Second of two parts
On the long list of hopes that LGBT advocates put together at the beginning of the Obama administration was the idea that the president should issue an executive order requiring the federal government enter into contracts only with companies that have non-discrimination policies protecting employees based on sexual orientation and gender identity.
Fred Sainz, vice president of communications for the Human Rights Campaign (HRC), noted that HRC included the recommendation as part of its “Blueprint for Positive Change” document, put out at the beginning of the Obama administration.
Richard Socarides, president of the recently formed LGBT media and communications group Equality Matters, told the Washington Blade February 2 that such an order “ought to be something the president seriously considers doing” now.
Both said the action would be a step towards full protection against employment discrimination—an important step now, when the more far-reaching Employment Non-Discrimination Act (ENDA) appears unlikely to move during the 112th Congress.
Federal contractors comprise approximately 22 percent of the U.S. civilian workforce, according to the U.S. Department of Labor.
But when it comes to civil rights for LGBT people, the administration has eschewed executive orders and other official directives. Instead, it has taken the route of interpreting existing regulations more broadly than they have been in the past. And rather than having the president take the lead in doing so, it has let the heads of the various federal departments announce the expanded coverage.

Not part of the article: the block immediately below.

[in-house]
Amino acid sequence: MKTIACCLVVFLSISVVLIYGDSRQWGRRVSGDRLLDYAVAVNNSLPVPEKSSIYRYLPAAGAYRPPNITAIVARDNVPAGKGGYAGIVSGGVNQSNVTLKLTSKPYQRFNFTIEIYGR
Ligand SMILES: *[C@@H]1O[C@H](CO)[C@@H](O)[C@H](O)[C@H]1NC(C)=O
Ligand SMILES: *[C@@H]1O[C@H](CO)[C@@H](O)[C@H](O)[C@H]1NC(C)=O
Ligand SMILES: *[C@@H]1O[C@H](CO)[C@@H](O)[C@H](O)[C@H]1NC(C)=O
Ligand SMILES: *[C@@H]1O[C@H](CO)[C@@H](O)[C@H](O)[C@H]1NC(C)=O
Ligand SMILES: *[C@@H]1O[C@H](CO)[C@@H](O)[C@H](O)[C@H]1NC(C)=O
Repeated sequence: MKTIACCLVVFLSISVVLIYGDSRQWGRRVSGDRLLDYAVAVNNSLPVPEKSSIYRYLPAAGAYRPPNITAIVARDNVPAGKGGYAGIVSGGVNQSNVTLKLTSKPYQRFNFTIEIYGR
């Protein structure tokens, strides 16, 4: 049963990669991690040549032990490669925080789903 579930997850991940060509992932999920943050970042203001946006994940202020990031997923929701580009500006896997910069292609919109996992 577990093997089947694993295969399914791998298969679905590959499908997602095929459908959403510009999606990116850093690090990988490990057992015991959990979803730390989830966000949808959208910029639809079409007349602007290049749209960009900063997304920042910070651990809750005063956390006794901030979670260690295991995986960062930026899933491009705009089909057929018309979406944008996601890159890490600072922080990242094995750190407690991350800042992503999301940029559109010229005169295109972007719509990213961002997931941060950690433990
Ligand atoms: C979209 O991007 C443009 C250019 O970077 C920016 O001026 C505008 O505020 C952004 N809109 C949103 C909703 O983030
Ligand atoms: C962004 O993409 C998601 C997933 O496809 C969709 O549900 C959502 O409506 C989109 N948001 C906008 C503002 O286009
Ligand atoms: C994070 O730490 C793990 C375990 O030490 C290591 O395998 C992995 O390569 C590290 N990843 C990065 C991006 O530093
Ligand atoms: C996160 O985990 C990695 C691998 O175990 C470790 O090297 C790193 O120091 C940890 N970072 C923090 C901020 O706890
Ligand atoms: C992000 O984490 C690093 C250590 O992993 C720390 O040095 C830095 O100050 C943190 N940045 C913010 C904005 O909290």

President Obama has issued only two official directives regarding civil rights protections for LGBT people. The first was a memorandum, in June 2009, that directed Secretary of State Hillary Clinton and the Director of the Office of Personnel Management John Berry to determine what benefits provided to the spouses of straight federal employees could also be offered to the partners of gay federal employees under existing laws.
The second was a memorandum, in April 2010, that directed the Department of Health and Human Services to ensure that hospitals participating in the federal Medicare or Medicaid reimbursement programs allow patients to designate their own visitors, including same-sex partners.
A presidential memorandum has the same legal force as an executive order, according to a memo from Randolph Moss, acting assistant attorney general to President Clinton, in 2000. Unless otherwise specified, either remains in effect even after a new administration takes office. A subsequent president could also change either.
One difference is that executive orders follow a more formal process for publication. They are numbered and must be published in the Federal Register, the official record of executive branch documents. Presidential memoranda are not numbered and do not have to be published in the Register—although they may be. President Obama specified that both of his LGBT-related memoranda be published.
Without a public directive of either kind from the White House, however, OPM quietly extended employment protections for federal employees to cover gender identity in January 2010.
Similarly, without a public presidential missive, the Department of Labor (DOL) in June 2010 issued a statement clarifying that the Family and Medical Leave Act (FMLA) allows any private employee covered by the FMLA “who assumes the role of caring for a child” to take family leave “regardless of the legal or biological relationship” to the child. In doing so, it recognized nonbiological, nonadoptive parents in same-sex relationships.
Like the DOL, two other federal departments have—without official presidential requests—issued “guidance” about how to interpret existing regulations to be more inclusive of LGBT people, even if the regulations don’t specify sexual orientation or gender identity.